A coating of snow on a bald eagle nest near Big Bear Lake is not deterring a pair of expectant parents from keeping their two eggs warm, even as the birds themselves get covered snow.
With a storm bringing precipitation to much of Southern California, the San Bernardino Mountains are on Tuesday getting their first snow of the year – including at the site of a bald eagle nest where the eggs were laid last week.
Video from the livestream showed snow falling on one of the nesting parents midday Tuesday, leaving a coating of white on its feathers and the nest. The parents share incubation duties and will switch off during the day, according to a San Bernardino National Forest spokesman.
Several inches of snow are expected in the area on Tuesday.
Bald eagles were on the federal endangered species list until 2007, and the U.S. Forest Service continues to monitor the local population.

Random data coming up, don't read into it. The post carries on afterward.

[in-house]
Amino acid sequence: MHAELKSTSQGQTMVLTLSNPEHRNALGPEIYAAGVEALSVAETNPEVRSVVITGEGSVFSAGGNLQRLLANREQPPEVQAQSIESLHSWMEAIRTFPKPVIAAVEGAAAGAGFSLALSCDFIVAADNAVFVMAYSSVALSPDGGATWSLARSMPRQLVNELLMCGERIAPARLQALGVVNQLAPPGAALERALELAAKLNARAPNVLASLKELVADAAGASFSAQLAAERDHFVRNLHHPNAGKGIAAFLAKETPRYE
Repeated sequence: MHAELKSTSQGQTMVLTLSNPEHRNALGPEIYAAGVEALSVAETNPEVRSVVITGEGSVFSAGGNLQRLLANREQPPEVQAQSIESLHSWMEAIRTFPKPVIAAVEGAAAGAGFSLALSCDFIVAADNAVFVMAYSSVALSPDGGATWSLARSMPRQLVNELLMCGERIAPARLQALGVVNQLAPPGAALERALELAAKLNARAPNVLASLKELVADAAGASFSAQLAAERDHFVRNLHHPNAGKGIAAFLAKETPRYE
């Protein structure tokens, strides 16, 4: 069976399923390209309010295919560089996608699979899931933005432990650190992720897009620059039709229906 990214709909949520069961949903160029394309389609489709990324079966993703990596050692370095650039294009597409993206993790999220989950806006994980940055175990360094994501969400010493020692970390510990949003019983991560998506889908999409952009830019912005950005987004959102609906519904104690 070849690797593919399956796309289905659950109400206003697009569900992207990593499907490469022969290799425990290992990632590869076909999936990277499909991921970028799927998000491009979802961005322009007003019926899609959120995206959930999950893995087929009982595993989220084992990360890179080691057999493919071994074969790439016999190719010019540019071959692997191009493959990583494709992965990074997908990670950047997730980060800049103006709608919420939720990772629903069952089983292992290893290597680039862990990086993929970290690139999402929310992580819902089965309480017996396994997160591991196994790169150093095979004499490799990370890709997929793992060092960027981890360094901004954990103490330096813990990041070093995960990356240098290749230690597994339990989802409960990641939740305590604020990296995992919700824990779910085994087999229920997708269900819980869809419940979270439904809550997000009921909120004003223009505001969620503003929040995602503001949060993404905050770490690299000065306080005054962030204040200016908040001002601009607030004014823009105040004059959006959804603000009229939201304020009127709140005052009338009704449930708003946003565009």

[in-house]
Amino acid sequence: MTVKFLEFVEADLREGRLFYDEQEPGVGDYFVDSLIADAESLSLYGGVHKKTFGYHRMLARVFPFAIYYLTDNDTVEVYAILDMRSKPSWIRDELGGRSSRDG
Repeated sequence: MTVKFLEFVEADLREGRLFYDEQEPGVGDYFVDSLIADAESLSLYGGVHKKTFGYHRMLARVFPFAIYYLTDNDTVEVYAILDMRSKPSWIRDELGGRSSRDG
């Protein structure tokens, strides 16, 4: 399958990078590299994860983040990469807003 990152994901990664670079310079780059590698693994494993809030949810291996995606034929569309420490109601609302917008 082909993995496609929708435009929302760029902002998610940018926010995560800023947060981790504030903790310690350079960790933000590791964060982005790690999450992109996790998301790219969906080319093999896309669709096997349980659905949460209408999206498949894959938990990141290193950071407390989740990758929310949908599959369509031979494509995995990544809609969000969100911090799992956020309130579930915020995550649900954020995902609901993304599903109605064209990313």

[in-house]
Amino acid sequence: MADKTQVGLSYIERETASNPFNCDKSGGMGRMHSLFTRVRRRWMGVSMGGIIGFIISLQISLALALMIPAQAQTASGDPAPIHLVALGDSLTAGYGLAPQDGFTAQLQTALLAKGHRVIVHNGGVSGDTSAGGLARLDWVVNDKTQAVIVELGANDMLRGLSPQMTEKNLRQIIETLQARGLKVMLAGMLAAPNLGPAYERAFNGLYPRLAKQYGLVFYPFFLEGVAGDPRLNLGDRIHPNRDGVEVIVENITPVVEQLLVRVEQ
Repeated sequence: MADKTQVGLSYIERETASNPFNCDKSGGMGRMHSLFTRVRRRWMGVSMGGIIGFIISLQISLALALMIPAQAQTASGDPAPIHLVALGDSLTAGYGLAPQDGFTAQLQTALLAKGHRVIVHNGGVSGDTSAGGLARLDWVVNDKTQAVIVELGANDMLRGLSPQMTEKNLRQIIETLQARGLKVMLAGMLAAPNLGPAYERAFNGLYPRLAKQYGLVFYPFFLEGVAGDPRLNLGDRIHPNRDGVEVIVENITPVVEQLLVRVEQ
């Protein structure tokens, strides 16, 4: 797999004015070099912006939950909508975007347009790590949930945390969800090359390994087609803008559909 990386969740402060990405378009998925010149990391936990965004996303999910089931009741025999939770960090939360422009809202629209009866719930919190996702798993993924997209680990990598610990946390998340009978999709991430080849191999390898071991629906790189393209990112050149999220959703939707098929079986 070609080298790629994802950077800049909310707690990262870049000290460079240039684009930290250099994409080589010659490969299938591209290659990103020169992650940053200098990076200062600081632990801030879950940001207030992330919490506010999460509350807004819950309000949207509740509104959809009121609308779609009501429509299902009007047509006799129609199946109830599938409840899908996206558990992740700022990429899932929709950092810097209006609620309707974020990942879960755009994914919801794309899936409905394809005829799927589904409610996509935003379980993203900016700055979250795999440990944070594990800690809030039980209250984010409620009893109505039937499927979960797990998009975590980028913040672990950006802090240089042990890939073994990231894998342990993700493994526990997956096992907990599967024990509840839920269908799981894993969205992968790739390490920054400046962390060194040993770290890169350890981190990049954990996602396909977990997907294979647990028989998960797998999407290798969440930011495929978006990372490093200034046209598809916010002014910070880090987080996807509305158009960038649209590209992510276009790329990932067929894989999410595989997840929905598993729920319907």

The female partner in the nesting pair is believed to be a young first-time mother who was hatched in the San Bernardino Mountains in 2012, according to a news release from the Forest Services. Biologists can’t know for certain which bird she is because she is not banded.
The area around the nest has been closed to public access through June 22, the end of the nesting season, because bald eagles may abandon their nests if disturbed. The eggs are expected to hatch around Feb. 10.
The monthly winter bald eagle count for the San Bernardino National Forest is this Saturday. The public is invited to volunteer, and details are at the National Forest’s website. During last month’s count, four eagles, including the nesting pair, were spotted in the area of Big Bear Lake.